Staying “Abreast” of Famous Italian Sculpture

Italian sculpture, Italywise

Fontana delle tette once spouted red wine and white wine during important celebrations.

I’m taking a break from writing about the practicalities of living in Italy, and from philosophical musings about a big life change. As I write this post, I’m finding it impossible to wipe the smile from my face. Just yesterday I was introduced to the Fontana delle tette, which translates as “The Fountain of the Tits”. Yes, you heard correctly. This statue, found in the city of Treviso, is a famous piece of Italian sculpture, created in 1559. In the photo above, I’m lovingly wrapping my arms around this wonderful lady, who I understand is a replica of the original (encased in protective glass nearby). The story of its creation earns my admiration for Italian creativity and ingenuity. But, before I share the story as I understand it, a brief side note…

My dear mother, Liz Smith-Cox, would love this statue. I so wish she were still with me in this earthly realm so we could converse about this lovely woman. I suspect Mom would giggle mischievously, while simultaneously applauding the ingenuity of the sculpture. Liz is a legend in the world of art education. She was also raised as a Baptist, which might have squelched celebration of works of art that would be perceived as too revealing or “naughty”. Fortunately, this wasn’t the case. My mother celebrated the naked beauty of the human form, and taught me likewise. I remember, back in high school when I was her student, she had prepared a slide show of important historical works of arts. Instead of making the presentation herself, she was sidelined by a flu, necessitating a substitute teacher – one who came with some religious baggage. As the substitute played the slide show my mom had prepared, she obscured slides on the screen that featured any kind of nudity. When Mom heard about this impromptu censorship, she was furious. And, in my opinion, for just cause.

I hope the above paragraph doesn’t seem gratuitous. I share it, nonetheless, to provide context as to why I love this piece of Italian sculpture.

A brief history of Fontana delle tette

This sculpture was rendered by the orders of the mayor of the Republic of Venice, Alvise Da Ponte, in 1559 after a hard drought had plagued Treviso and the surrounding countryside. The fountain’s first home was the Praetorian Palace, in Via Calmaggiore. In the autumn, if there was a new Podesta (a high, elected official), wine would flow from the breasts of this statue. White flowed from one nipple, and red from the other. City citizens could quench their thirst for wine for three days.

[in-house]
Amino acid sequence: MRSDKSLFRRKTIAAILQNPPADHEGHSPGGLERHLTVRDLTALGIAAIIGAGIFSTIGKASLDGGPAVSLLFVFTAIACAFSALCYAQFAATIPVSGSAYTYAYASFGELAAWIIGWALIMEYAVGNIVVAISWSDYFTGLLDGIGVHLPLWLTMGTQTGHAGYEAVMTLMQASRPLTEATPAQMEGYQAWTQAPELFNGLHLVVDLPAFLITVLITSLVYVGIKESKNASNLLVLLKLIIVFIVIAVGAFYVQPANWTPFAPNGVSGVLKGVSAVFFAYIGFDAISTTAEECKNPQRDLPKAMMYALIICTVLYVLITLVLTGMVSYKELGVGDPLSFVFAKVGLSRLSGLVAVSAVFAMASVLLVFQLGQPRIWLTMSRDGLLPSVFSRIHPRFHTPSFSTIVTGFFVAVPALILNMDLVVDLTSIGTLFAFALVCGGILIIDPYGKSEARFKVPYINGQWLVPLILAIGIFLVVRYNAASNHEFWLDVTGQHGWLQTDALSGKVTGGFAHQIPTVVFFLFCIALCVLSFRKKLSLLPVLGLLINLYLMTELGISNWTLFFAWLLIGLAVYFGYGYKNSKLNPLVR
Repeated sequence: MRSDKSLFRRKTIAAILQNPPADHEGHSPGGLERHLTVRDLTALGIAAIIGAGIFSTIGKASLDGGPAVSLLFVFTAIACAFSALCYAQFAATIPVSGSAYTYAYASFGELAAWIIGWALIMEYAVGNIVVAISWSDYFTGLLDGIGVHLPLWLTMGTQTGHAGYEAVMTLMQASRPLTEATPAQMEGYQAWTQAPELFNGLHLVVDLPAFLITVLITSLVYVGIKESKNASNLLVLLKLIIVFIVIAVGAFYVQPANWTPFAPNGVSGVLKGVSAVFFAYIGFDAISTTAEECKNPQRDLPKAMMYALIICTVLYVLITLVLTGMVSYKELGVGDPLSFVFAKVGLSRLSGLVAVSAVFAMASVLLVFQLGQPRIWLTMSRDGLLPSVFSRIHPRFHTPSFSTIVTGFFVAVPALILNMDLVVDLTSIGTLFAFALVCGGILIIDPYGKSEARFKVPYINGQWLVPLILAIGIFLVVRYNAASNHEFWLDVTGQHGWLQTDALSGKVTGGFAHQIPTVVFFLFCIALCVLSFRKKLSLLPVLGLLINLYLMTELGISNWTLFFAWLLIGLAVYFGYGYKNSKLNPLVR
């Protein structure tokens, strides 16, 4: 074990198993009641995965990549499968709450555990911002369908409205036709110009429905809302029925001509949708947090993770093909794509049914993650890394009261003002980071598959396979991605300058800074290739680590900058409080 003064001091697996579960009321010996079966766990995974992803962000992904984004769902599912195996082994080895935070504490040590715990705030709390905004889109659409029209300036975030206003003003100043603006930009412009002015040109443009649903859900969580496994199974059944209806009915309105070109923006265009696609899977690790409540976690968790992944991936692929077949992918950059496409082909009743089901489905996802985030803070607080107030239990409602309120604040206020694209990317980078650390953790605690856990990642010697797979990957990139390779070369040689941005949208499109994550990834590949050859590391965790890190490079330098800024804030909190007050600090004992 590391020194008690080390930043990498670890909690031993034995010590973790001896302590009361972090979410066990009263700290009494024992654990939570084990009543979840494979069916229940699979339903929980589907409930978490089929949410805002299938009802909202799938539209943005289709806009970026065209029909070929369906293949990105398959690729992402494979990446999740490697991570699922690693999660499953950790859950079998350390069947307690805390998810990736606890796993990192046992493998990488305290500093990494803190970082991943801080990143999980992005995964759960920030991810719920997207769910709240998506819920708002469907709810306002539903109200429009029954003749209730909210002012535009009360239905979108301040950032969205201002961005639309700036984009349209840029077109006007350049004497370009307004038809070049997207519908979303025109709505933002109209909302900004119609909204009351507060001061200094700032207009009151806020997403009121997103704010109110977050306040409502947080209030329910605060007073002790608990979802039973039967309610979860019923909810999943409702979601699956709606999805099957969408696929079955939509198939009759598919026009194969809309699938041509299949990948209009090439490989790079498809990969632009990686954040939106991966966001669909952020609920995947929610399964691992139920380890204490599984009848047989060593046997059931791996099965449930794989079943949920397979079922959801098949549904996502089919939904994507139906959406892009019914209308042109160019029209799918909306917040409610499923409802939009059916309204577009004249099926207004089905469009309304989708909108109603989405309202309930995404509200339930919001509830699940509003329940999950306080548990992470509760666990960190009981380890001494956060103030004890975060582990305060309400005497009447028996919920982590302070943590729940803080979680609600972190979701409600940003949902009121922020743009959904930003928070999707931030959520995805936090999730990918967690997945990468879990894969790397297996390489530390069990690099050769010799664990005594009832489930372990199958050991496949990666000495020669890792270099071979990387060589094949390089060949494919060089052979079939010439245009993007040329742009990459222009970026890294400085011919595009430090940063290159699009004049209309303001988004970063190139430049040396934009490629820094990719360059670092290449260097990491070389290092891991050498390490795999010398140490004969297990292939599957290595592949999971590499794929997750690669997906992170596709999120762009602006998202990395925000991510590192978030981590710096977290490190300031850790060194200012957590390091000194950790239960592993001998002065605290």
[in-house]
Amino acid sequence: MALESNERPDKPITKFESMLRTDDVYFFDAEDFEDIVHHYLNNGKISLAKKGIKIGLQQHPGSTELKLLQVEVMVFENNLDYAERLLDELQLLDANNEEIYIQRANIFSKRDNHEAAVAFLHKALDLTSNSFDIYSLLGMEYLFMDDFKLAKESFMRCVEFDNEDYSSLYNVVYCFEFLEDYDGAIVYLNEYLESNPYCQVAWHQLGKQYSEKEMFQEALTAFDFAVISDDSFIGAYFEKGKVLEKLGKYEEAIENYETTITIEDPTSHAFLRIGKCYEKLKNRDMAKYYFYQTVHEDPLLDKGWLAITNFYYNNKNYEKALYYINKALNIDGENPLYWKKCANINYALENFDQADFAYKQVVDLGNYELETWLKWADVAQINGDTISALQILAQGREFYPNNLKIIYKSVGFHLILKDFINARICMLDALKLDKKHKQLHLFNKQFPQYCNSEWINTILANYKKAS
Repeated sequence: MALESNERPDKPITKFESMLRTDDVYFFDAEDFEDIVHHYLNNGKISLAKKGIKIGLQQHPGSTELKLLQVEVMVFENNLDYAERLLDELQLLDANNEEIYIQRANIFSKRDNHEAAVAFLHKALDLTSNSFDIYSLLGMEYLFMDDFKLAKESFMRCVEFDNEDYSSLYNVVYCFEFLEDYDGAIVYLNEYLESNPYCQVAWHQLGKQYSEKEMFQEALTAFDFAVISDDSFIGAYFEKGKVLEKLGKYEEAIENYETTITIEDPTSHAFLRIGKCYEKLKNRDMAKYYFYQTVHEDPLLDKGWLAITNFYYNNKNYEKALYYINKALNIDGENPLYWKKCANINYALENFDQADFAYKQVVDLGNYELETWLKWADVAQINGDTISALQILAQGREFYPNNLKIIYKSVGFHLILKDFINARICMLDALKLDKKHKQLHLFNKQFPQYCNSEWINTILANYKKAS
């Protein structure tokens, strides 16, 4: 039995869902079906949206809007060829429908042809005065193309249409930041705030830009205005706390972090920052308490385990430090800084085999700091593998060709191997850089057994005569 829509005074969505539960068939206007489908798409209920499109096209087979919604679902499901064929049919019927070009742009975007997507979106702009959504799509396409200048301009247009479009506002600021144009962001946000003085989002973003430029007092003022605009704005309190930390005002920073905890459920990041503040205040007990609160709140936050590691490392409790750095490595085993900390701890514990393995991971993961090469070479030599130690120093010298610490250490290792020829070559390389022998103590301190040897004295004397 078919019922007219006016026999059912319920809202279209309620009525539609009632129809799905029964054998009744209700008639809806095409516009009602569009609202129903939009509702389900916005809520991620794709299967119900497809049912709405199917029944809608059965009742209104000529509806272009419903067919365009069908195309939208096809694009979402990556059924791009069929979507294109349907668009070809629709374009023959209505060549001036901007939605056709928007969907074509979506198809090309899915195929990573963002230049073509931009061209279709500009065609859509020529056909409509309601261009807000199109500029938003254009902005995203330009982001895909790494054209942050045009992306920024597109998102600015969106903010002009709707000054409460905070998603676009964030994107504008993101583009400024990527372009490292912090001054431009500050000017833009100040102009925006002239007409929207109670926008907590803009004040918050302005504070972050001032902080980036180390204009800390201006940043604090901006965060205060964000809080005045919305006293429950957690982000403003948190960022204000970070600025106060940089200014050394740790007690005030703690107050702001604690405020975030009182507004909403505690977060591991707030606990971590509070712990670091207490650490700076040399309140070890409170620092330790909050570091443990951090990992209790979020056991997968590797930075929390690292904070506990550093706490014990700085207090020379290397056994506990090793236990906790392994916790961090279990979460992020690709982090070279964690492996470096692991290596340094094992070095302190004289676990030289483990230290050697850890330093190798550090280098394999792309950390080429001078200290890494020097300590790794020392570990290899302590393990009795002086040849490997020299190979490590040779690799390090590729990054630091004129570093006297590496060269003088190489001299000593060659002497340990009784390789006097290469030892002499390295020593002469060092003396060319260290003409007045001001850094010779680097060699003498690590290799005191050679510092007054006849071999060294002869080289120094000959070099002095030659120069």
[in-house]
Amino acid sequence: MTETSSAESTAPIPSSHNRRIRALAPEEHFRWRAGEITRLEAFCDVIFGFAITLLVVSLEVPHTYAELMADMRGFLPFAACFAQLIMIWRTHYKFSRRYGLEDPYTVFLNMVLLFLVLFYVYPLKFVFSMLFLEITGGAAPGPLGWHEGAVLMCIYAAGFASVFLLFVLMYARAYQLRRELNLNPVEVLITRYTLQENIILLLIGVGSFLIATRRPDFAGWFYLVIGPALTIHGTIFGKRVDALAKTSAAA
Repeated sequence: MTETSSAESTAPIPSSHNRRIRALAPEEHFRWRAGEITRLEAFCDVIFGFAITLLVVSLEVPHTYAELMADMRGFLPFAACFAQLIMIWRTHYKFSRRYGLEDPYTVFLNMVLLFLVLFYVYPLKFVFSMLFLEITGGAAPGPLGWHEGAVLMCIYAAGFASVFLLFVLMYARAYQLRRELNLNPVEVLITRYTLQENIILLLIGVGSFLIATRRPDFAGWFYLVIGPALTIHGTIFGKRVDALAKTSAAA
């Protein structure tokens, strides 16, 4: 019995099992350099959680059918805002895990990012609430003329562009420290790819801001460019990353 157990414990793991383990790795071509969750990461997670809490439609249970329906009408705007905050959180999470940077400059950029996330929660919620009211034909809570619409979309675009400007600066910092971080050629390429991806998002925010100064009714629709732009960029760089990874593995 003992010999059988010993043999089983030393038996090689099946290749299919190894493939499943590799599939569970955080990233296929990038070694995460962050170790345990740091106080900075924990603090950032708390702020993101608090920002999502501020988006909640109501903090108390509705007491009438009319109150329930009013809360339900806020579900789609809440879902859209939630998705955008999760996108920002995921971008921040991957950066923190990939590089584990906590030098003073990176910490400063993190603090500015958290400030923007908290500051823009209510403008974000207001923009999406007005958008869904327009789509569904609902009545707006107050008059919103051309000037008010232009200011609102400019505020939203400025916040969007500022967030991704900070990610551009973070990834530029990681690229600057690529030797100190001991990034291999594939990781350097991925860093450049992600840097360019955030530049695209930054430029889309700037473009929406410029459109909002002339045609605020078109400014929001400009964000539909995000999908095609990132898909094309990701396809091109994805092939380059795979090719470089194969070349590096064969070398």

Damn, I wish this still the case. I’d be lined up with the other residents, ready to drink my fill. The wines of Veneto are spectacular., But, I’ll save that for another post.

I hope you find this snippet of local history interesting. And, in closing, I raise a toast to my wonderful mother, who nursed me well in all the ways that matter! Thanks Liz!!!





By |2016-03-07T22:02:08+02:00March 8th, 2016|Exploring the Veneto|10 Comments

About the Author:

I’m an American expat living in Italy!


  1. Susie March 10, 2016 at 8:18 pm - Reply

    I love this Jed! Your mother taught you how to smile with such joy!! Baci

    • Jed March 10, 2016 at 8:55 pm - Reply

      When we forget to smile or laugh, we’re dead!

  2. Cuzin Tammy March 9, 2016 at 1:06 pm - Reply

    Love it! Maryann and I were just discussing you and your boobie admiration…! Grin! Miss that sweet, yet devilish smile of yours!

    • Jed March 10, 2016 at 1:11 pm - Reply

      Oh, you know me too well! Come visit so we can be devilish together! xoxox Jed

  3. Anita March 9, 2016 at 12:54 pm - Reply

    Ciao Jed! History & Art at every corner of Italy’s cobblestone villages! A wonderment the eyes to see ! Thank you for taking us back into time to teach us about all these wonderful rituals of the past!! Your mom was one of the great treasures!! She opened your eyes & soul to a world most never experience! Thank God!! Anita

    • Jed March 10, 2016 at 1:13 pm - Reply

      I love the many artful ways men and women have learned to express themselves! I can only imagine what I have yet to discover. Baci, Jed

  4. Stephanie Meisel March 8, 2016 at 4:25 pm - Reply

    Cheers to Liz. I know I would have loved her as I love you. The photo broke me out in a huge ol grin.

    • Jed March 10, 2016 at 1:12 pm - Reply

      I’m glad this made you smile. The world can use a bit more light-heartedness these days. YOU always make me smile, Stephanie!

  5. Nancy March 8, 2016 at 1:57 pm - Reply

    A fitting tribute to your Mom on la Festa Della Donna! The breasts on that statue look soft. Maybe because the fingers holding them are sinking in a bit? Really nice statue!

    • Jed March 8, 2016 at 3:02 pm - Reply

      Yes! Perfect timing to celebrate all you wonderful women! Looking forward to catching up in person! Jed

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